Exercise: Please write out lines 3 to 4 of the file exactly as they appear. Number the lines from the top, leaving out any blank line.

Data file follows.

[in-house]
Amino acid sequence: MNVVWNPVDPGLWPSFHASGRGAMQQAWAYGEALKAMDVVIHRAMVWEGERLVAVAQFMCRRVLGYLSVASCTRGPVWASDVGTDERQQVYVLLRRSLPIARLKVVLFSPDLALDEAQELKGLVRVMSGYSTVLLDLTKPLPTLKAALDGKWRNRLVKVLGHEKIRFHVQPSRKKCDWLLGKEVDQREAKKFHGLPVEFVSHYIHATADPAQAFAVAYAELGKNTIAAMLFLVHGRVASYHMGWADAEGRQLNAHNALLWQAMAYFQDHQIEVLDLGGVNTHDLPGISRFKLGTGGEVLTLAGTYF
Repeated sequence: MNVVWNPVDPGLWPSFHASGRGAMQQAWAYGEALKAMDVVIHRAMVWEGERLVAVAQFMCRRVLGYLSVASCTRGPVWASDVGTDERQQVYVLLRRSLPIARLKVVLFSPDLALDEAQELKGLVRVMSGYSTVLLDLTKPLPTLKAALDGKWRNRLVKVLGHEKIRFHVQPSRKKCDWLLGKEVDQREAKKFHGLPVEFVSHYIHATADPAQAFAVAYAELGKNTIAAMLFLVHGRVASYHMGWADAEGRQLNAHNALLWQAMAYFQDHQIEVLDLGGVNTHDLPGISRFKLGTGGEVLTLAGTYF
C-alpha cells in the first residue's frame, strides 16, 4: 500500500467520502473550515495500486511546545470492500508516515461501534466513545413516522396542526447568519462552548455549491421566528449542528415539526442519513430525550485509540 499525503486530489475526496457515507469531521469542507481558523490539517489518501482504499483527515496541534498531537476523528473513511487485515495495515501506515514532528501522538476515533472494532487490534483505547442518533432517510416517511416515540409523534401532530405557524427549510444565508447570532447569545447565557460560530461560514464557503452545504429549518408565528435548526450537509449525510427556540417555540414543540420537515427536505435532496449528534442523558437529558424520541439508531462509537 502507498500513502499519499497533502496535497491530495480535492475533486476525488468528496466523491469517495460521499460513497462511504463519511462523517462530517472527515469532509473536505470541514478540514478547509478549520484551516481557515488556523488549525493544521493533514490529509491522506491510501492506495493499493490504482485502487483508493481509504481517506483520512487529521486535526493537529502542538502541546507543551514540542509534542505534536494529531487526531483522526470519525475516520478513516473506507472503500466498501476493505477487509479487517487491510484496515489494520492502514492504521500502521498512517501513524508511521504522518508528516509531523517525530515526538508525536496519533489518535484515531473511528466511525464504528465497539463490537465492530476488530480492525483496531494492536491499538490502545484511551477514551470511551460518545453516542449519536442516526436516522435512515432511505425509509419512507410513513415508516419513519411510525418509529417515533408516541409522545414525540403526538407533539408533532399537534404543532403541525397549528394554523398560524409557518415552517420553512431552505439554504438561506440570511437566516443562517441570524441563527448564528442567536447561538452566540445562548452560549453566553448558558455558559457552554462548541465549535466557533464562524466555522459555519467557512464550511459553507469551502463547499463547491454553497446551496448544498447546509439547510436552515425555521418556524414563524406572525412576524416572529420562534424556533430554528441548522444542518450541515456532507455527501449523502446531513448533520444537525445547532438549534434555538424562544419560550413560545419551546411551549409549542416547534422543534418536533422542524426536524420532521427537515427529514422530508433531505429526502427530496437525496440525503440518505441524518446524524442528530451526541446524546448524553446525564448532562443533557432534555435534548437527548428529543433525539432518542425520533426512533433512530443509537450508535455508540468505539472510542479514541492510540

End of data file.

Repeated sequence: MNVVWNPVDPGLWPSFHASGRGAMQQAWAYGEALKAMDVVIHRAMVWEGERLVAVAQFMCRRVLGYLSVASCTRGPVWASDVGTDERQQVYVLLRRSLPIARLKVVLFSPDLALDEAQELKGLVRVMSGYSTVLLDLTKPLPTLKAALDGKWRNRLVKVLGHEKIRFHVQPSRKKCDWLLGKEVDQREAKKFHGLPVEFVSHYIHATADPAQAFAVAYAELGKNTIAAMLFLVHGRVASYHMGWADAEGRQLNAHNALLWQAMAYFQDHQIEVLDLGGVNTHDLPGISRFKLGTGGEVLTLAGTYF
C-alpha cells in the first residue's frame, strides 16, 4: 500500500467520502473550515495500486511546545470492500508516515461501534466513545413516522396542526447568519462552548455549491421566528449542528415539526442519513430525550485509540 499525503486530489475526496457515507469531521469542507481558523490539517489518501482504499483527515496541534498531537476523528473513511487485515495495515501506515514532528501522538476515533472494532487490534483505547442518533432517510416517511416515540409523534401532530405557524427549510444565508447570532447569545447565557460560530461560514464557503452545504429549518408565528435548526450537509449525510427556540417555540414543540420537515427536505435532496449528534442523558437529558424520541439508531462509537 502507498500513502499519499497533502496535497491530495480535492475533486476525488468528496466523491469517495460521499460513497462511504463519511462523517462530517472527515469532509473536505470541514478540514478547509478549520484551516481557515488556523488549525493544521493533514490529509491522506491510501492506495493499493490504482485502487483508493481509504481517506483520512487529521486535526493537529502542538502541546507543551514540542509534542505534536494529531487526531483522526470519525475516520478513516473506507472503500466498501476493505477487509479487517487491510484496515489494520492502514492504521500502521498512517501513524508511521504522518508528516509531523517525530515526538508525536496519533489518535484515531473511528466511525464504528465497539463490537465492530476488530480492525483496531494492536491499538490502545484511551477514551470511551460518545453516542449519536442516526436516522435512515432511505425509509419512507410513513415508516419513519411510525418509529417515533408516541409522545414525540403526538407533539408533532399537534404543532403541525397549528394554523398560524409557518415552517420553512431552505439554504438561506440570511437566516443562517441570524441563527448564528442567536447561538452566540445562548452560549453566553448558558455558559457552554462548541465549535466557533464562524466555522459555519467557512464550511459553507469551502463547499463547491454553497446551496448544498447546509439547510436552515425555521418556524414563524406572525412576524416572529420562534424556533430554528441548522444542518450541515456532507455527501449523502446531513448533520444537525445547532438549534434555538424562544419560550413560545419551546411551549409549542416547534422543534418536533422542524426536524420532521427537515427529514422530508433531505429526502427530496437525496440525503440518505441524518446524524442528530451526541446524546448524553446525564448532562443533557432534555435534548437527548428529543433525539432518542425520533426512533433512530443509537450508535455508540468505539472510542479514541492510540